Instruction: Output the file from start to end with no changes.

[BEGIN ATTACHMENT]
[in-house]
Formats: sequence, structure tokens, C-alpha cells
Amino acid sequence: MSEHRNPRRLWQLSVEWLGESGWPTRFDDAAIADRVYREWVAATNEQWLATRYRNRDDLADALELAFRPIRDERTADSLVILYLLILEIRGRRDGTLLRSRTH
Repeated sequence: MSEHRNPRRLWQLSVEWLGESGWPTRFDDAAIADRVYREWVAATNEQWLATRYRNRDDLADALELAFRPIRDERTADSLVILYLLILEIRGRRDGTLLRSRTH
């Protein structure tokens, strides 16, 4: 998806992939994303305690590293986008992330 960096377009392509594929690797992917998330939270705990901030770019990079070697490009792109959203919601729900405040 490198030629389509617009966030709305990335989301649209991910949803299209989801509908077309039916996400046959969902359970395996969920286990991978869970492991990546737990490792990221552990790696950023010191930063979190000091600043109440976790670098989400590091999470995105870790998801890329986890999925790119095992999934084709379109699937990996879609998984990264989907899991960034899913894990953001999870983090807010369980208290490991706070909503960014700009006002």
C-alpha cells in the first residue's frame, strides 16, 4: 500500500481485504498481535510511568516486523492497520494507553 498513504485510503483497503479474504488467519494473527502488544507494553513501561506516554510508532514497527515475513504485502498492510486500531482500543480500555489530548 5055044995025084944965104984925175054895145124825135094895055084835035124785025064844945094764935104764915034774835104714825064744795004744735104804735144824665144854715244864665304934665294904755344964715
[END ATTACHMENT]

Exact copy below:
[in-house]
Formats: sequence, structure tokens, C-alpha cells
Amino acid sequence: MSEHRNPRRLWQLSVEWLGESGWPTRFDDAAIADRVYREWVAATNEQWLATRYRNRDDLADALELAFRPIRDERTADSLVILYLLILEIRGRRDGTLLRSRTH
Repeated sequence: MSEHRNPRRLWQLSVEWLGESGWPTRFDDAAIADRVYREWVAATNEQWLATRYRNRDDLADALELAFRPIRDERTADSLVILYLLILEIRGRRDGTLLRSRTH
């Protein structure tokens, strides 16, 4: 998806992939994303305690590293986008992330 960096377009392509594929690797992917998330939270705990901030770019990079070697490009792109959203919601729900405040 490198030629389509617009966030709305990335989301649209991910949803299209989801509908077309039916996400046959969902359970395996969920286990991978869970492991990546737990490792990221552990790696950023010191930063979190000091600043109440976790670098989400590091999470995105870790998801890329986890999925790119095992999934084709379109699937990996879609998984990264989907899991960034899913894990953001999870983090807010369980208290490991706070909503960014700009006002």
C-alpha cells in the first residue's frame, strides 16, 4: 500500500481485504498481535510511568516486523492497520494507553 498513504485510503483497503479474504488467519494473527502488544507494553513501561506516554510508532514497527515475513504485502498492510486500531482500543480500555489530548 5055044995025084944965104984925175054895145124825135094895055084835035124785025064844945094764935104764915034774835104714825064744795004744735104804735144824665144854715244864665304934665294904755344964715